What’s on offer in the village of Lyndhurst
PUBLISHED: 11:02 13 June 2017 | UPDATED: 11:02 13 June 2017
Lyndhurst is proclaimed as the capital of the New Forest. It has welcomed many Royal visitors over the centuries and attracts thousands of tourists today, all eager to sample the shops, pubs and local attractions. Claire Pitcher paid a visit
Dates for your diary
The New Forest Centre often has Discovery Days, workshops and talks as well as exhibitions in the New Forest Gallery. On September 15 2017 the New Forest Centre is hosting a fundraising talk by naturalist and author, Simon King. Booking is required.
Mid-way between Lyndhurst and Brockenhurst is New Park and in July it’s the Forest’s largest event of the annual calendar - the New Forest and Hampshire County Show. 2017’s show takes place between July 25-27. See newforestshow.co.uk.
A stone’s throw from the village is the glorious Lime Wood Hotel, which each year hosts Smoked and Uncut – a festival in five-star surrounds. This year’s event is on July 22-23. See smokedanduncut.com/lime-wood.
Grabbing a bite
There’s something for every palette and budget in Lyndhurst. Grab some pasta or pizza at La Pergola, Thai at Siam Thai Lounge or Indian at Indian Fusion. There are pubs such as The Oak Inn, which is rated highly on Trip Advisor. Or if you want to push the boat out, head to Lime Wood Hotel for lunch or dinner at the popular Hartnett Holder & Co.
To take home
If you’re looking for something quirky as a gift or as a memento then explore Pages of Lyndhurst. It’s an independent store bursting with fun and unique items – from flavoured gin to tasty teas. It’s easy to find on the High Street. Or how about something for your home? Shave Green Interiors is also on the High Street and is a treasure trove of stunning items to add a touch of class to your home.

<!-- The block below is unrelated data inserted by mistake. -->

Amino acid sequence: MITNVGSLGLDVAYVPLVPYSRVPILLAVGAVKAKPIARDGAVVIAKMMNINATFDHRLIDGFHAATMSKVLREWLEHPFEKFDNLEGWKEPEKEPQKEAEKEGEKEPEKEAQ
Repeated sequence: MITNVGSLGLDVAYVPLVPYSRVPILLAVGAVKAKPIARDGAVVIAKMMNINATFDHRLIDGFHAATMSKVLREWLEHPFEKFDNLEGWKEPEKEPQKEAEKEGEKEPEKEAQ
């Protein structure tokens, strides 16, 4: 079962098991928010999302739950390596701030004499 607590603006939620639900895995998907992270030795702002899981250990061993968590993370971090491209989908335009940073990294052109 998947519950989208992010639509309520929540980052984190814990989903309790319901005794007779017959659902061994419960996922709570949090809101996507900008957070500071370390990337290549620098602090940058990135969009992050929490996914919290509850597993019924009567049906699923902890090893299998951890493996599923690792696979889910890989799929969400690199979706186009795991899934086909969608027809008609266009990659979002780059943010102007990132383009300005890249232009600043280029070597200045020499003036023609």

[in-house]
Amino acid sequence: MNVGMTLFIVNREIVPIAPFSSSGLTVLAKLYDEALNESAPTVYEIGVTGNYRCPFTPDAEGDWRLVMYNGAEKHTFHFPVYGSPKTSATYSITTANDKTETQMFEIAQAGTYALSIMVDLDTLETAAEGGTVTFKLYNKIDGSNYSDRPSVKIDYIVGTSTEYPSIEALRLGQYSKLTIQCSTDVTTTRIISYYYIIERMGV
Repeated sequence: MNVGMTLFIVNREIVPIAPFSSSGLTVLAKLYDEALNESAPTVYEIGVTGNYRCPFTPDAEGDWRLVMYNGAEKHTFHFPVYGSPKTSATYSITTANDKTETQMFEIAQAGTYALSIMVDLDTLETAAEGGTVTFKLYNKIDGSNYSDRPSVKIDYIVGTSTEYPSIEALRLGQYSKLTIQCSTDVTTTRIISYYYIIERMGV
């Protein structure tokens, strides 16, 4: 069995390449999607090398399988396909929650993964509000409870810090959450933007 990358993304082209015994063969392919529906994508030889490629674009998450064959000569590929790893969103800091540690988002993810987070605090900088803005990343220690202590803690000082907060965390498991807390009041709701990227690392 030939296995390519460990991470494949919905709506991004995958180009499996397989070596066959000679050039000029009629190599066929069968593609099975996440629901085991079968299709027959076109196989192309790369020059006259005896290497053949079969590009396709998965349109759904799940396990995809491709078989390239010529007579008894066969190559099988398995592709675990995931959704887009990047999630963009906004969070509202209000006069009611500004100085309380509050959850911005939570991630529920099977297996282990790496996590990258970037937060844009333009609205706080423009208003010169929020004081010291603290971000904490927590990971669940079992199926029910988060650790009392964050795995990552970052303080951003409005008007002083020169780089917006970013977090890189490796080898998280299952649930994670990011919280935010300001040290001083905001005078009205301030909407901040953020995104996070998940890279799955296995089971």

Making the headlines
In 2012, an archaeological dig at St Michael and All Angels in Lyndhurst unearthed rare physical evidence of a 12th Century settlement in the town. Nearly a quarter of the finds at the church were described as medieval. Over 350 shards of pottery were found including jars and rims of jugs. The investigation also found geological evidence to debunk local folklore that the distinctive mound was man-made, possibly an Iron Age burial mound.
Did you know?
Queen’s House is probably Lynndhurst’s most important building. It has been called King’s House, as the name changes according to the gender of the Monarch. It is owned by the Crown and contains the Verderer’s Hall, home of the Verderer’s Court. The hall contains artefacts including the Stirrup of Rufus, a device used to determine if dogs were small enough to be allowed onto the Royal Forest. Larger dogs were maimed to stop them hunting the Sovereign’s game. It’s also the home of the Forestry Commission.
Lyndhurst is renowned for its traffic, particularly in summer. Often the best route in by car is from the M27 at junction 3 onto the M271 then onto the A35 through Ashurst. The satnav postcode is SO43 7NY. Lynndhurst’s closest train station is at Ashurst, which has services to Waterloo, Southampton, Winchester and Basingstoke. It takes eight minutes on the BlueStar Bus 6 to reach Lyndhurst from the station. BlueStar also runs buses to Lymington, Southampton and Brockenhurst.
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